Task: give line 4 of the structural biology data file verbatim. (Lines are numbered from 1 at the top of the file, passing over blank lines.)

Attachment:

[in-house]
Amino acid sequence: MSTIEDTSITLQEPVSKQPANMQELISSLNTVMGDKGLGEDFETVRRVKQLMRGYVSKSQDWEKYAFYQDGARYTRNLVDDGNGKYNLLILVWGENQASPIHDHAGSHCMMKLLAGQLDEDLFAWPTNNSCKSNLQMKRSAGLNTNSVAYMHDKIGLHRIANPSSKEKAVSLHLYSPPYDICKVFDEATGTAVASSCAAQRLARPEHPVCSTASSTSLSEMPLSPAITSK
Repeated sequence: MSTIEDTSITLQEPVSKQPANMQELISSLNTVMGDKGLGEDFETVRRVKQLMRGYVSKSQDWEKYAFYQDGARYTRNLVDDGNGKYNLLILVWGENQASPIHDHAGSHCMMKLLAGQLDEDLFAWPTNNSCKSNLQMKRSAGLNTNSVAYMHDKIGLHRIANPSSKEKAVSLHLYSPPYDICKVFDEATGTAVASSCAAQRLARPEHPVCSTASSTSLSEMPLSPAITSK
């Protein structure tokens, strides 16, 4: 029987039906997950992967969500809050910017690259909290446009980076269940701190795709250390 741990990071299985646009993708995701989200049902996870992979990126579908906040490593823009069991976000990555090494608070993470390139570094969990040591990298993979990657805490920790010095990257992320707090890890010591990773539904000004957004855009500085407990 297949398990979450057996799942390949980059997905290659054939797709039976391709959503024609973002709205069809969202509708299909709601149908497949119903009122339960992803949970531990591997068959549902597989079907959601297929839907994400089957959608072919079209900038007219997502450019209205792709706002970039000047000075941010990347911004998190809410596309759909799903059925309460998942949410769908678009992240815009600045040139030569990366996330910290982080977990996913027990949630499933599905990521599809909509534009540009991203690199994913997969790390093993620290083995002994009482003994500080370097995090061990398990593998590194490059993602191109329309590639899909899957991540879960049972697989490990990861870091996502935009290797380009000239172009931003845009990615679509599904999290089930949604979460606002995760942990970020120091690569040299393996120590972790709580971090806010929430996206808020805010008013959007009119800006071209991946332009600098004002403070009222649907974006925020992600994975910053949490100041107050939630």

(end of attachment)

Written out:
């Protein structure tokens, strides 16, 4: 029987039906997950992967969500809050910017690259909290446009980076269940701190795709250390 741990990071299985646009993708995701989200049902996870992979990126579908906040490593823009069991976000990555090494608070993470390139570094969990040591990298993979990657805490920790010095990257992320707090890890010591990773539904000004957004855009500085407990 297949398990979450057996799942390949980059997905290659054939797709039976391709959503024609973002709205069809969202509708299909709601149908497949119903009122339960992803949970531990591997068959549902597989079907959601297929839907994400089957959608072919079209900038007219997502450019209205792709706002970039000047000075941010990347911004998190809410596309759909799903059925309460998942949410769908678009992240815009600045040139030569990366996330910290982080977990996913027990949630499933599905990521599809909509534009540009991203690199994913997969790390093993620290083995002994009482003994500080370097995090061990398990593998590194490059993602191109329309590639899909899957991540879960049972697989490990990861870091996502935009290797380009000239172009931003845009990615679509599904999290089930949604979460606002995760942990970020120091690569040299393996120590972790709580971090806010929430996206808020805010008013959007009119800006071209991946332009600098004002403070009222649907974006925020992600994975910053949490100041107050939630």